Mathematical physics presents us with many partial differential equations, such as the heat-flow equation, the acoustic, seismic, or electromagnetic wave equation. Such equations are frequently simulated on computers by finite-difference approximations. In applied science we often need to find the inverse operator to such a simulation to image the source field responsible for the observed data. Many inversion methods require an implementation of the adjoint (matrix transpose) of the linear simulator process.

In this short extract of a more detailed paper (http://sepwww.stanford.edu/redoc/), we demonstrate a straightforward programming scheme to implement the adjoint to a finite-difference simulation of a linear operator.

The basic idea
is that the adjoint of a row vector
is a column vector.
So the adjoint of the equation
*y*=*ax _{1}*+

The one-dimensional heat-flow equation can be used to represent viscosity and is the simplest place to start:

(1) |

(2) |

(3) |

A step of the heat-flow equation
transforms from *q*_{t} to *q*_{t+1}.
The adjoint operation (transpose matrix)
transforms *q*_{t+1} to (which in general is different
from *q*_{t}),
thus stepping time backward.
Temperature smooths as time runs forward.
If we had the inverse matrix we could step backward in time
and would find the rougher temperature *q*_{t}.
Running backward in time with the adjoint matrix ,we find temperature getting smoother.
For heat-flow,
this is the main difference between
the adjoint and the inverse.

The heat-flow operator *H* marches one step in time.
Next, using a similar method,
we should find finite-difference operators for the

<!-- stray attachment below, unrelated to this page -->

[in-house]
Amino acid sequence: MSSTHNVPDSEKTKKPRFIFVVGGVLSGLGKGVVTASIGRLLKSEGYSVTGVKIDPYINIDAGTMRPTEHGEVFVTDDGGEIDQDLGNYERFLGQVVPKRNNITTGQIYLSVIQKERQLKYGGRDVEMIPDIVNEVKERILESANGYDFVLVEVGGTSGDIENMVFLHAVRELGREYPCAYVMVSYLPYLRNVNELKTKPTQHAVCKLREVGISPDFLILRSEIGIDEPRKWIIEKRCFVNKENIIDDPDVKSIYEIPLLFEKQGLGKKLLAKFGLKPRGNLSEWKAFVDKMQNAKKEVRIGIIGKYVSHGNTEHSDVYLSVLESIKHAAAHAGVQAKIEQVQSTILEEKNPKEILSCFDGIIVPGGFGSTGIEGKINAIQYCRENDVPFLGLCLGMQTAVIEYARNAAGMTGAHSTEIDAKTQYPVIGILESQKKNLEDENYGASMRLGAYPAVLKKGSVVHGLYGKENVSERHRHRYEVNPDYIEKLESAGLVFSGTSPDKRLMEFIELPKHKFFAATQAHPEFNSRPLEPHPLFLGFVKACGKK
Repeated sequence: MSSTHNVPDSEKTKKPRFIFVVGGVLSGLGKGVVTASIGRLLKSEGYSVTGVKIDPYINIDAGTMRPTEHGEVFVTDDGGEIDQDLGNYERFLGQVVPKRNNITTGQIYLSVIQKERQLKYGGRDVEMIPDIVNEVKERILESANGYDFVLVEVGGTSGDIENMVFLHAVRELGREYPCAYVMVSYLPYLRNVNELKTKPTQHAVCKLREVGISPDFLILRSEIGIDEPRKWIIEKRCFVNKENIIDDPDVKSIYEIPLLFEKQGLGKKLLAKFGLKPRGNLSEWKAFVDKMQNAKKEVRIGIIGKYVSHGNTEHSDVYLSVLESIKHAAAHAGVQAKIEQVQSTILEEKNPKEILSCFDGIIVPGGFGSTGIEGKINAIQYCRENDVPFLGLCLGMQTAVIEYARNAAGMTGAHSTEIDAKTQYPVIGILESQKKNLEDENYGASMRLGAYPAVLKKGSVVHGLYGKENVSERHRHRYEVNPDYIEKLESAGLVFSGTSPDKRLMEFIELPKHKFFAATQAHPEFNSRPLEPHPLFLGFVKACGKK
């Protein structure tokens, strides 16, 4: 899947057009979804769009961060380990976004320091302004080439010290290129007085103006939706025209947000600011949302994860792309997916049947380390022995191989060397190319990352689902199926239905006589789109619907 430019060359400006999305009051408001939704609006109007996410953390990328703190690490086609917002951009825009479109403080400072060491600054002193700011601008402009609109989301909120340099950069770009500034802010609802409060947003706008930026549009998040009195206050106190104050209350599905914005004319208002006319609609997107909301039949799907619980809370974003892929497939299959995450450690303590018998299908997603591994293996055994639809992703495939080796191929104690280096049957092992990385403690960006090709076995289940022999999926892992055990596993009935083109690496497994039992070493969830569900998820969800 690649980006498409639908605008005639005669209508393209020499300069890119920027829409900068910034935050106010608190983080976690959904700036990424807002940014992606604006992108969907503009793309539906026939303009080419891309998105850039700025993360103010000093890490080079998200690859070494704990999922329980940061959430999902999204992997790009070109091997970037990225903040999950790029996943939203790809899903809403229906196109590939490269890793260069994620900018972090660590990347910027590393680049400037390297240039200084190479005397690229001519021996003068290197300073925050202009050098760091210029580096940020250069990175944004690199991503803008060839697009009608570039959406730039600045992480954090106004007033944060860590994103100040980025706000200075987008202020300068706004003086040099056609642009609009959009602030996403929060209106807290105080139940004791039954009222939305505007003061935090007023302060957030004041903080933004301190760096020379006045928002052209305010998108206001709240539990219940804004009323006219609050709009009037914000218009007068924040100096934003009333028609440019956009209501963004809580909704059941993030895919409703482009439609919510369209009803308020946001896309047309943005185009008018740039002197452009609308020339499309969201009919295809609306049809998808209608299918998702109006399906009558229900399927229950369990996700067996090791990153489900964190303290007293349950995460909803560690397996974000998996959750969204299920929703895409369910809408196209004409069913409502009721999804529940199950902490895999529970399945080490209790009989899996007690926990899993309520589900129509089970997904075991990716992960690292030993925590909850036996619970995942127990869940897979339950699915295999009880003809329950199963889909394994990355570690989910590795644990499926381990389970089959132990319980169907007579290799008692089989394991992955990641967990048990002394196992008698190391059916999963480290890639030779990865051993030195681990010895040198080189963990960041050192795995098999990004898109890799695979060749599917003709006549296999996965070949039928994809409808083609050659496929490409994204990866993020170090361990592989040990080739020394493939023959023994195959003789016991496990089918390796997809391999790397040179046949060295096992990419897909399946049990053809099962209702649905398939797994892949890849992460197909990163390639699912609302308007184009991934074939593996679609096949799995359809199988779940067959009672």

pressure operator *P*
and the velocity operator *V*.
These details are found in the electronic document referred to above.
Finally, we
represent the viscous scalar wave equation by the product
*HVP*, so its adjoint is simply *P*'*V*'*H*'.

Any time we implement an adjoint operator,
we need to confirm that we compute
the correct adjoint of a forward operator.
Mathematics demands that
*y*'(*Ax*)=(*A*'*y*)'*x*
for a linear operator *A*, its
adjoint *A*', and ``all possible functions'' *x* and *y*.
In practice, it suffices to test
*y*'(*Ax*)=(*A*'*y*)'*x*
using any set of random numbers for *x* and *y*
and our program for the operators *A* and *A*'.
The electronic version of this document shows that
for random inputs of size 100^{3}, the quantities
*y*'(*Ax*) and (*A*'*y*)'*x* are equal to
the expected six digits of numerical accuracy.
The result of this dot-product test
is stored in the file `dot.txt`.

Since finite-difference representations of differential equations
can be unstable,
a further necessary test of the viscous wave equation program is the
sample output below.
I put random point sources in the frog pond
on a matrix.

**FIG:** A rectangular pond after a frog's random

hops disturbed its surface. The subroutines that compute

this figure are included in the electronic version of

this document.

11/12/1997